A4e - The inside story
A former worker for a workfare provider
The welfare state is now a lucrative business - Emma Harrison's contract as A4e chief was worth around £200 million.
According to the Department for Work and Pensions, under the new scheme a company such as A4e will receive £600 for each claimant who starts on their programme.
If that person was previously receiving a sickness benefit and moves into work the private provider will receive an additional £3,500 - on top of that they are given a further £9,600 if the claimant is in employment at the end of the 104-week period.
No wonder businesses without any prior interest or experience, such as G4S security, were clamouring for contracts during the bidding phase.
There are two or three Work Programme providers in most urban areas. By 2015 the best performing businesses in each locality will receive an additional £1,000 for each job outcome.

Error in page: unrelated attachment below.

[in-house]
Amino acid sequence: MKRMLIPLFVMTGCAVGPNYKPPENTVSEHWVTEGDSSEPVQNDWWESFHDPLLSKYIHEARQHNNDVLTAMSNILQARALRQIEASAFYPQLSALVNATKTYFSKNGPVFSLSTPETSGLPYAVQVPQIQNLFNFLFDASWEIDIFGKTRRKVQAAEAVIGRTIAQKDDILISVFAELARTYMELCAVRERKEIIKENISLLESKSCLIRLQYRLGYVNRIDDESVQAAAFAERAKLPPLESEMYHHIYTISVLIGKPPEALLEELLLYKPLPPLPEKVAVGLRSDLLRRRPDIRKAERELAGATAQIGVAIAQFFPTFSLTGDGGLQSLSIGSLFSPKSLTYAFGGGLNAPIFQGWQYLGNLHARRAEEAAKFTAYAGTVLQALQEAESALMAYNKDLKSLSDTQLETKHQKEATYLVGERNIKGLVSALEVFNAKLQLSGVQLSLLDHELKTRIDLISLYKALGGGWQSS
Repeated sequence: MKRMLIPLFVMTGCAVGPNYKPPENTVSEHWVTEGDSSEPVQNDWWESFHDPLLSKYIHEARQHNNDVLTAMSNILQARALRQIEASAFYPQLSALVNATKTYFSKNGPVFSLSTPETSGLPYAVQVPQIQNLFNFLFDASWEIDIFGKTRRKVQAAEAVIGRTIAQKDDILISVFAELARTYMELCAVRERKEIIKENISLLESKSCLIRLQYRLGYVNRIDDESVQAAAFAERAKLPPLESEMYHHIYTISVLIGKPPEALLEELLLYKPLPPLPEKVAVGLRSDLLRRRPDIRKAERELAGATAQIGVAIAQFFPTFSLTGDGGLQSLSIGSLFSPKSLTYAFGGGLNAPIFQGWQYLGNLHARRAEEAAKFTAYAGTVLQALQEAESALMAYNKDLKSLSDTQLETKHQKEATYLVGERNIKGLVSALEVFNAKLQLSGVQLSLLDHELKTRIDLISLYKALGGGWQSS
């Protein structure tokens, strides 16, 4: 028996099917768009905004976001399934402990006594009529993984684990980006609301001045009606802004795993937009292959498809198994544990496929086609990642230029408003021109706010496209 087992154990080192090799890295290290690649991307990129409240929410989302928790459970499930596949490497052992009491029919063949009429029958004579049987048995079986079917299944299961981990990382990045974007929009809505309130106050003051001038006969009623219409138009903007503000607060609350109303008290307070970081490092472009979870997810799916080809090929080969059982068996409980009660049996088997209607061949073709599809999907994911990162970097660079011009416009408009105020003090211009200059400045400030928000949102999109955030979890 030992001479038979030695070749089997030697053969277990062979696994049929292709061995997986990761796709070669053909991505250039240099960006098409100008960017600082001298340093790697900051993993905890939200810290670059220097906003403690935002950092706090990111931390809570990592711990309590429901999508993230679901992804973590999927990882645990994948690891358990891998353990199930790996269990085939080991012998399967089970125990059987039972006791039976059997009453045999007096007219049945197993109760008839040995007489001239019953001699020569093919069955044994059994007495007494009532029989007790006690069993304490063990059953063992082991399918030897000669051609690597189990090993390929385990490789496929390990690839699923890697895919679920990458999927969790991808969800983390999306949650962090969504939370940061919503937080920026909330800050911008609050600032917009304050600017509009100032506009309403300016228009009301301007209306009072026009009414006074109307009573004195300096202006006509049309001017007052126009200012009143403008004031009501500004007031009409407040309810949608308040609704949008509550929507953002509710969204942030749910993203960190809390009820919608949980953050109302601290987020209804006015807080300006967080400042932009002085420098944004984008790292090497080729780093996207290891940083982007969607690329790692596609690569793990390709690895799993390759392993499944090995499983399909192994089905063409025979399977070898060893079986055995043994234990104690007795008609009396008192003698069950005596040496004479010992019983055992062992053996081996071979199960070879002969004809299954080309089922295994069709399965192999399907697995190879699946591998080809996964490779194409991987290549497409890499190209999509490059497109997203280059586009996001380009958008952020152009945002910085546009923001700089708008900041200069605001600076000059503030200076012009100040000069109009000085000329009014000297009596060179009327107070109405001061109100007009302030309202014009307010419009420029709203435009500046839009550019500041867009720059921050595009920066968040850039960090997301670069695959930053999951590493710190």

Market forces and incentives now overrule any attempt to see claimants as individuals; we are not told where these jobs were going to come from and how targets will be met in areas of mass unemployment.
Jobcentre staff have the power to order claimants aged 18 or over to undertake four weeks, for 30 hours a week, of 'work related activity' for up to six months.
Failure to attend Work Programmes and placements, or refusal to carry out instructions while on the scheme will result in JSA being stopped for up to 13 weeks.
The inevitable detrimental effect this has on established housing benefit claims makes this punishment even harsher.
But there seems to be no requirement for businesses to provide evidence that there is a real possibility of a job. Travel, clothing and child care issues are also not addressed.
This government has created a culture of blame and shame. They are forcing unemployed people into jobs that don't even exist and paying private companies bonuses for achieving what should be a right, not a privilege - a paid job and a living wage.